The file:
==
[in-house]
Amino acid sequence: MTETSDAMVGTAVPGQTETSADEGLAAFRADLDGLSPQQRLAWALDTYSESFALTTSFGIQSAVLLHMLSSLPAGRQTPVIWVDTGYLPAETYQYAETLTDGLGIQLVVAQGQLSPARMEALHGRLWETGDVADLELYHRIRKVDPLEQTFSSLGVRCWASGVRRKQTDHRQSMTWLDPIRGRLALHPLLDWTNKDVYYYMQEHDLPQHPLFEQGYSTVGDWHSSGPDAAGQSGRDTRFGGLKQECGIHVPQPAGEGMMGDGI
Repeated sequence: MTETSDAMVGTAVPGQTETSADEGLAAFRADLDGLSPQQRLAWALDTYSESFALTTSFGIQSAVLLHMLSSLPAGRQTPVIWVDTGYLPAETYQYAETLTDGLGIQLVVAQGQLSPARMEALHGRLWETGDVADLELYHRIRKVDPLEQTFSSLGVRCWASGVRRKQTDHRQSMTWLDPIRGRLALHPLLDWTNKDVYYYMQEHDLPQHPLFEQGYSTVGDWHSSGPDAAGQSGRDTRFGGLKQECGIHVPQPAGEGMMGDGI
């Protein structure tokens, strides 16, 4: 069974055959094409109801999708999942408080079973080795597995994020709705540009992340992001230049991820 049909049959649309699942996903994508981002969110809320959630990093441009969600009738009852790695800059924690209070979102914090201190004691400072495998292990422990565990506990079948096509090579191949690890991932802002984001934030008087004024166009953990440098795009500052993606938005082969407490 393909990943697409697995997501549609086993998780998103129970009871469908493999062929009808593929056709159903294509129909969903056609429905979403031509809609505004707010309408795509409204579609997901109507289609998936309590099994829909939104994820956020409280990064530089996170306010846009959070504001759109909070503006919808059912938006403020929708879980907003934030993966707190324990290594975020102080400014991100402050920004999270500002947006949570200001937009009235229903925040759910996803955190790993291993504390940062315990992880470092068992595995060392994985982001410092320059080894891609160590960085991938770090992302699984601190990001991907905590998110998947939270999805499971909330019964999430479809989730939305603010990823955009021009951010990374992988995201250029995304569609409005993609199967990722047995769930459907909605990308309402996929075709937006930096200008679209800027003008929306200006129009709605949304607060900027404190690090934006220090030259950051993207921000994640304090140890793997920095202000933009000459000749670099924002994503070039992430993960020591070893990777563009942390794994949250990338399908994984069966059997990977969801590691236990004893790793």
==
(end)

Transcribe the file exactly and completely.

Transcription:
[in-house]
Amino acid sequence: MTETSDAMVGTAVPGQTETSADEGLAAFRADLDGLSPQQRLAWALDTYSESFALTTSFGIQSAVLLHMLSSLPAGRQTPVIWVDTGYLPAETYQYAETLTDGLGIQLVVAQGQLSPARMEALHGRLWETGDVADLELYHRIRKVDPLEQTFSSLGVRCWASGVRRKQTDHRQSMTWLDPIRGRLALHPLLDWTNKDVYYYMQEHDLPQHPLFEQGYSTVGDWHSSGPDAAGQSGRDTRFGGLKQECGIHVPQPAGEGMMGDGI
Repeated sequence: MTETSDAMVGTAVPGQTETSADEGLAAFRADLDGLSPQQRLAWALDTYSESFALTTSFGIQSAVLLHMLSSLPAGRQTPVIWVDTGYLPAETYQYAETLTDGLGIQLVVAQGQLSPARMEALHGRLWETGDVADLELYHRIRKVDPLEQTFSSLGVRCWASGVRRKQTDHRQSMTWLDPIRGRLALHPLLDWTNKDVYYYMQEHDLPQHPLFEQGYSTVGDWHSSGPDAAGQSGRDTRFGGLKQECGIHVPQPAGEGMMGDGI
């Protein structure tokens, strides 16, 4: 069974055959094409109801999708999942408080079973080795597995994020709705540009992340992001230049991820 049909049959649309699942996903994508981002969110809320959630990093441009969600009738009852790695800059924690209070979102914090201190004691400072495998292990422990565990506990079948096509090579191949690890991932802002984001934030008087004024166009953990440098795009500052993606938005082969407490 393909990943697409697995997501549609086993998780998103129970009871469908493999062929009808593929056709159903294509129909969903056609429905979403031509809609505004707010309408795509409204579609997901109507289609998936309590099994829909939104994820956020409280990064530089996170306010846009959070504001759109909070503006919808059912938006403020929708879980907003934030993966707190324990290594975020102080400014991100402050920004999270500002947006949570200001937009009235229903925040759910996803955190790993291993504390940062315990992880470092068992595995060392994985982001410092320059080894891609160590960085991938770090992302699984601190990001991907905590998110998947939270999805499971909330019964999430479809989730939305603010990823955009021009951010990374992988995201250029995304569609409005993609199967990722047995769930459907909605990308309402996929075709937006930096200008679209800027003008929306200006129009709605949304607060900027404190690090934006220090030259950051993207921000994640304090140890793997920095202000933009000459000749670099924002994503070039992430993960020591070893990777563009942390794994949250990338399908994984069966059997990977969801590691236990004893790793």